Simply put, all other things being equal, as far as tastiness and texture go, the gustatory consensus appears to tilt slightly toward the Gros Michel.
Or at the very least, for those who have written about having tried this ‘great banana of yesteryear,’ it is clear that the transition to the Cavendish marked somewhat of a downgrade.
As someone who has actually tried this elusive banana cultivar, I second this opinion.
There’s no question that the Gros Michel is the more fragrant banana, is the sweeter of the two, and also feels more ‘robust,’ for the lack of a better word.
Just make sure you eat them ripe because otherwise, they’ll taste exactly like the Cavendish.
It is only after the starch has been processed into sugar – as evidenced by the occurrence of brown and dark spots on the outer layer of the peel – that the difference becomes noticeable.
What Was So Great About The Gros Michel?
From personal experience, and for the most part, the comparative advantages and selling points of the Gros Michel are exactly as described by author Dan Koeppel in his book Banana: The Fate of the Fruit that Changed the World:
“By all accounts, Big Mike [the Anglicized name for the Gros Michel] was a more spectacular banana than our Cavendish. It was larger, with a thicker skin, a creamier texture, and a more intense, fruity taste.” (p. xiv)
However, as a caveat, I must say the difference is admittedly subtler than I would have expected – especially considering the fact that the fruit I consumed was a premium product grown more or less artisanally in the sunny climes of Miyazaki Prefecture, in Southern Japan.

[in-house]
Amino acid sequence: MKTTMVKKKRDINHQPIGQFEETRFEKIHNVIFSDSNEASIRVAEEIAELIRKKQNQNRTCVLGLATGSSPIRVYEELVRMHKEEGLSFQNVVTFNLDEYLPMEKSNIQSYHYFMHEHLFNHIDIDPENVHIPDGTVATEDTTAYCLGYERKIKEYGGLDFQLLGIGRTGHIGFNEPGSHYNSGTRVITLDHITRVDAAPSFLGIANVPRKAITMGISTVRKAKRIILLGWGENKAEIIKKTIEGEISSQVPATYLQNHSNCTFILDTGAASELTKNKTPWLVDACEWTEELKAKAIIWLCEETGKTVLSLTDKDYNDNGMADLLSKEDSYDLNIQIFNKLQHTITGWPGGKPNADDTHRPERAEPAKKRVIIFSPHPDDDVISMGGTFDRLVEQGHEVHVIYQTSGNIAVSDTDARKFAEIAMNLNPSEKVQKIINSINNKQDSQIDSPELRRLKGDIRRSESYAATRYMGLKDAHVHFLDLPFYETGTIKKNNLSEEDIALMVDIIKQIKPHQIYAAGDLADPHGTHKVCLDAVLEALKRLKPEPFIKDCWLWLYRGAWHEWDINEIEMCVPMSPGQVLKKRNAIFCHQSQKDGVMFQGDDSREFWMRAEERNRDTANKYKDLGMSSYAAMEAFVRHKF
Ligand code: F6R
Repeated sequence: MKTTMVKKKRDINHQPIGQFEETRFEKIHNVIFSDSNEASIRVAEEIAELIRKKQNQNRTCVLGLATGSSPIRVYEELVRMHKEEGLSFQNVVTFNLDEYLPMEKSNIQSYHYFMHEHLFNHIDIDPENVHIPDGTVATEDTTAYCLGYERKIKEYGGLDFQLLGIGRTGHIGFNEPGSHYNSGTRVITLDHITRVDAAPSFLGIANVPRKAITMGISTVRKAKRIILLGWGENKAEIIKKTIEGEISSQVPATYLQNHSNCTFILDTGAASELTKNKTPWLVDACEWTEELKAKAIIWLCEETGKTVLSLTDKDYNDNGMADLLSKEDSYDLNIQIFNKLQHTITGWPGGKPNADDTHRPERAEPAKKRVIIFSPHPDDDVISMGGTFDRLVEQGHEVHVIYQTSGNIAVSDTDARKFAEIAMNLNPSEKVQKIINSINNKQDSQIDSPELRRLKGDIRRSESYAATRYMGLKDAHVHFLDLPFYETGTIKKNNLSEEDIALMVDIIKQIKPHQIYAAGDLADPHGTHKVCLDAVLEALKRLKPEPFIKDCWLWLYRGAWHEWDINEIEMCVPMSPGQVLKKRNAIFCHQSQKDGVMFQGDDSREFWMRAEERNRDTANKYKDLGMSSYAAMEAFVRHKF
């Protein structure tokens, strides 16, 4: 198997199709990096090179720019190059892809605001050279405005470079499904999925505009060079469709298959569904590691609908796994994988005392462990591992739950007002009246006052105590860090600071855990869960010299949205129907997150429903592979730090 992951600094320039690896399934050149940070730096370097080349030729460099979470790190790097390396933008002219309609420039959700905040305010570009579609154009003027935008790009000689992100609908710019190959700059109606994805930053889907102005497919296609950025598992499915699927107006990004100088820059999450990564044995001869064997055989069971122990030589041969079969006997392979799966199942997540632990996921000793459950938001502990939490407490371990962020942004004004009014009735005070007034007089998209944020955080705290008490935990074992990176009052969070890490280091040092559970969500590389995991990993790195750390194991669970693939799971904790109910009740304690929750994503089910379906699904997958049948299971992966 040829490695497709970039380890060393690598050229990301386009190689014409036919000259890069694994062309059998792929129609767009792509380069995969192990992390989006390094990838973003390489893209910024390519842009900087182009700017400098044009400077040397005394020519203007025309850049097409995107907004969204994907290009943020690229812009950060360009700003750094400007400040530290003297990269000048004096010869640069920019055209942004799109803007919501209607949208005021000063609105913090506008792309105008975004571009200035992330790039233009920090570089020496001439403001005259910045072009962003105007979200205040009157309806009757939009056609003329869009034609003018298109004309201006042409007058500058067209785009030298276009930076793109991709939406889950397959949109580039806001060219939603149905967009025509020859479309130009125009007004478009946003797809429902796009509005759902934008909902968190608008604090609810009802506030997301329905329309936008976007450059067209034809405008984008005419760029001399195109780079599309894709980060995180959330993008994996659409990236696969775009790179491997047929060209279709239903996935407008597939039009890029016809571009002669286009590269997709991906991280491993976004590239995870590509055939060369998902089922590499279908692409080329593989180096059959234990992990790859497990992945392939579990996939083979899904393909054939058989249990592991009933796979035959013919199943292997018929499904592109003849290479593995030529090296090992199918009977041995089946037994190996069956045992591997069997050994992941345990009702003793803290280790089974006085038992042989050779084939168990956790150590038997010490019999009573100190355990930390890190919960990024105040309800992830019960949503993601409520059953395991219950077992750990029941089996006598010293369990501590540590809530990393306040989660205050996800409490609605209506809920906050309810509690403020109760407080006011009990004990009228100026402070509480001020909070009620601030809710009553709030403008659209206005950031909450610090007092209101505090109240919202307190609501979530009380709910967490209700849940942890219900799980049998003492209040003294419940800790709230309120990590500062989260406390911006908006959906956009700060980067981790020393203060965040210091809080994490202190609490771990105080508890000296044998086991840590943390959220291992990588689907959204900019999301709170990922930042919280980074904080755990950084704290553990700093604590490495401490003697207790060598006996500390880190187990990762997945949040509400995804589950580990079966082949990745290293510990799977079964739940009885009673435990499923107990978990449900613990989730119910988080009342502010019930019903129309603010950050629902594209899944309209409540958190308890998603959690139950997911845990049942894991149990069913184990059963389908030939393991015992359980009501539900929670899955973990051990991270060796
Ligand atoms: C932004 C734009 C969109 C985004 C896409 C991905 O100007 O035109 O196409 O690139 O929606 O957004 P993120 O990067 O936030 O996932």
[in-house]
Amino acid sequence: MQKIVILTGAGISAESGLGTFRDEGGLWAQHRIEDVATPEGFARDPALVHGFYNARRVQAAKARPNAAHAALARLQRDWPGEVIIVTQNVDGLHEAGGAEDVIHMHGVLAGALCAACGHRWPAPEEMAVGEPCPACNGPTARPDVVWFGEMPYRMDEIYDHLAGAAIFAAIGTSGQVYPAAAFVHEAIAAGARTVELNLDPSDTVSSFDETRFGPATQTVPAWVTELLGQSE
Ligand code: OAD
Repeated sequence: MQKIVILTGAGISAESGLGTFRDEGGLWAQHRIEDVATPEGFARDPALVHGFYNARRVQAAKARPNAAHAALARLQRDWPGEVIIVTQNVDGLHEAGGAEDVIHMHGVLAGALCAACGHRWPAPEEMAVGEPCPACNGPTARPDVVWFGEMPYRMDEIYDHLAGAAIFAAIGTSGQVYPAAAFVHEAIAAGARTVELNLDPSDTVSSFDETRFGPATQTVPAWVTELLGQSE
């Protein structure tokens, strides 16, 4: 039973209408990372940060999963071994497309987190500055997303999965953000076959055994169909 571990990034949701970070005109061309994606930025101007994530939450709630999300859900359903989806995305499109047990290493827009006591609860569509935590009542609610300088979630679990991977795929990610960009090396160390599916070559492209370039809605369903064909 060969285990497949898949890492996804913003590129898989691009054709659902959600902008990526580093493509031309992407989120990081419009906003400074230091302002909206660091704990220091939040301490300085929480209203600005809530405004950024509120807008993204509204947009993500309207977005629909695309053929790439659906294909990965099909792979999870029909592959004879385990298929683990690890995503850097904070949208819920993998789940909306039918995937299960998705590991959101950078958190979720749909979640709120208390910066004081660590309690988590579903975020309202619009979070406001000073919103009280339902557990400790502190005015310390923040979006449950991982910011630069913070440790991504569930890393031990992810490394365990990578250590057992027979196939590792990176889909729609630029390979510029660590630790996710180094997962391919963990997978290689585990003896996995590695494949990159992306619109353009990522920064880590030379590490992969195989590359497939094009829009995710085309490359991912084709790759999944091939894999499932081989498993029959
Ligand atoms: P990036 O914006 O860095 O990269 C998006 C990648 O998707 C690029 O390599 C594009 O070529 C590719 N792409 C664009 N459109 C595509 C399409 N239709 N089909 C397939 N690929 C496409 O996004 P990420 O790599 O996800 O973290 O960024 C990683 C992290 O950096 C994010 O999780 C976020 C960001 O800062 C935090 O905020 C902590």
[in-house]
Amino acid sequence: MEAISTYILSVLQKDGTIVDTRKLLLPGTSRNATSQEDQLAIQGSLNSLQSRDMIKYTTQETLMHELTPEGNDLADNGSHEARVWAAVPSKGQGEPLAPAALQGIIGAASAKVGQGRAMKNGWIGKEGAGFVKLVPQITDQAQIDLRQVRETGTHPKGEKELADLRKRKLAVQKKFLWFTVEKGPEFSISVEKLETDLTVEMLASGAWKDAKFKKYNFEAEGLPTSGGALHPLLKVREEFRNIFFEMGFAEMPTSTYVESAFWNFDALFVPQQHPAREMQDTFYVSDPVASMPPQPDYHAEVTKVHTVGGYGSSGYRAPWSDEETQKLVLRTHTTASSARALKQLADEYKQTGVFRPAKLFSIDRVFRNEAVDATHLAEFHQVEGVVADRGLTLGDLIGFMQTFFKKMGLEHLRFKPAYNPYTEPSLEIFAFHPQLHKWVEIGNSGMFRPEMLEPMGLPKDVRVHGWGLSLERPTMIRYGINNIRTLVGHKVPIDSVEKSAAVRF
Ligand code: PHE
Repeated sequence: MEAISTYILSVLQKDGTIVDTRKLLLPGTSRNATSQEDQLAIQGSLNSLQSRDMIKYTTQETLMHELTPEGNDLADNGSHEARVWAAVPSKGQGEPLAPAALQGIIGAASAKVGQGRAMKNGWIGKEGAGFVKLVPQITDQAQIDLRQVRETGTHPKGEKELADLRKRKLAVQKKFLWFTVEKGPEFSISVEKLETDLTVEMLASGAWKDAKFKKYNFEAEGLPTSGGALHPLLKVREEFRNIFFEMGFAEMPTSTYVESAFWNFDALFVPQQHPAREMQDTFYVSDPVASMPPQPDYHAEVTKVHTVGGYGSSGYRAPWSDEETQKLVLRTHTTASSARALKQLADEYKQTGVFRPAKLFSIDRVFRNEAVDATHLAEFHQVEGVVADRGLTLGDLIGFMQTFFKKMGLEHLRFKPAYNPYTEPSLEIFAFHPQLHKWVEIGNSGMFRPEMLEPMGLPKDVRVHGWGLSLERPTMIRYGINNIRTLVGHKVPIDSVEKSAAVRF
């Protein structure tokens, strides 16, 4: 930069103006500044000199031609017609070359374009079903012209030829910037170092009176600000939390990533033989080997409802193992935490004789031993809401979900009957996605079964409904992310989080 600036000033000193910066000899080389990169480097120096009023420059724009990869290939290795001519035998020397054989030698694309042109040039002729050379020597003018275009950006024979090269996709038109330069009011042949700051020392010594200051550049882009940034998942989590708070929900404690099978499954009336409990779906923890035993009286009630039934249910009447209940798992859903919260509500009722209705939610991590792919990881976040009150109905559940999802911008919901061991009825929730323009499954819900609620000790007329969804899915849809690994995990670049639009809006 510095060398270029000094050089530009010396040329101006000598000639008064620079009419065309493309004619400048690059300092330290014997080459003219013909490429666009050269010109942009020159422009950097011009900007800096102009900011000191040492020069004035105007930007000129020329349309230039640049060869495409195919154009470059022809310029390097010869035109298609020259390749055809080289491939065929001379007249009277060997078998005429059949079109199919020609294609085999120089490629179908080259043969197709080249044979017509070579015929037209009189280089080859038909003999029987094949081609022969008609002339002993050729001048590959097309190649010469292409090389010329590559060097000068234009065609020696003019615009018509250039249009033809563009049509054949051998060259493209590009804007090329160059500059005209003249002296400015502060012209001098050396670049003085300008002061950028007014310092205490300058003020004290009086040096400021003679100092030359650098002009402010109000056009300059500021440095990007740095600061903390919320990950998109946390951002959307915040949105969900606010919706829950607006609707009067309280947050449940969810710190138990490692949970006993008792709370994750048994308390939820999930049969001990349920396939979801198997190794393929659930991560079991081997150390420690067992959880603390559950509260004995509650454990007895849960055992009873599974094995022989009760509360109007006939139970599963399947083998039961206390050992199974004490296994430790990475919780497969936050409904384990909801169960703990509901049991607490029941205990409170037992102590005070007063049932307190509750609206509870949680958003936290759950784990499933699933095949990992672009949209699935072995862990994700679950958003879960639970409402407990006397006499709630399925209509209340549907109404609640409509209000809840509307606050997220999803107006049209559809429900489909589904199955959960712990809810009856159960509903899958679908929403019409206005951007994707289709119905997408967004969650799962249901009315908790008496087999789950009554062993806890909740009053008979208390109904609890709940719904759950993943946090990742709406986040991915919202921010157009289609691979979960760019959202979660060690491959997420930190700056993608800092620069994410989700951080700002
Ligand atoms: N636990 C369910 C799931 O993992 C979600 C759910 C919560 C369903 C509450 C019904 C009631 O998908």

Furthermore, the NEXT 716 PREMIUM BANANA – as this luxury banana is called – has been bred to take on a rather interesting characteristic in that the peel is also fully edible, so this is the crème de la crème even within the already rarefied and coveted Gros Michel variety.
Overall, it is a phenomenal banana and I would take it over the Cavendish any day of the week, but it’s not the earth-shattering experience I had initially anticipated.
What’s more, the NEXT 716 costs at least a dozen times as much as the Cavendishes adorning the aisles at my local supermarket, so I most definitely didn’t get my money’s worth.
This banana of yesteryear is nigh impossible to find and extremely expensive, but all other things being equal, and discounting the phenomenon of familiarity and acquired taste, there is hardly any reason to favor the Cavendish over the Gros Michel.
So, What Is the Best-tasting Banana?
Taste is of course subjective, but for what it’s worth, Dan Koeppel volunteers the Lacatan, which hails from the Philippines, as both his favorite banana cultivar and also perhaps the best replacement for the Cavendish, should the current top banana become commercially unviable as a result of the spread of TR4.
He describes the taste as “lush and full bodied, with an intense flavor that recalls homemade banana ice cream.” (p.36)
According to the author, the Lacatan is miles ahead of the competition and makes the Cavendish – and by extension, the Gros Michel – taste drab and dull.
The idea that the variant currently gracing our supermarket aisles (or even its predecessor, for that matter) might not necessarily be the world’s tastiest banana hardly comes as a surprise.
After all, the banana industry has always been riddled with compromises necessitated by logistic constraints, so it’s not like the Gros Michel itself was the pinnacle of flavorful indulgence to begin with, as far as bananas are concerned.
In fact, there are over a thousand different types of bananas grown locally and regionally throughout the world.
Blue Java – The Technicolor Banana That Wasn’t
Bananas come in all sizes and colors, and with varying taste profiles so, in an ideal world, consumers would be able to pick from a vast array of choices – from the Brazilian Prata to the Blue Java banana, which is also called ice-cream banana because of its texture.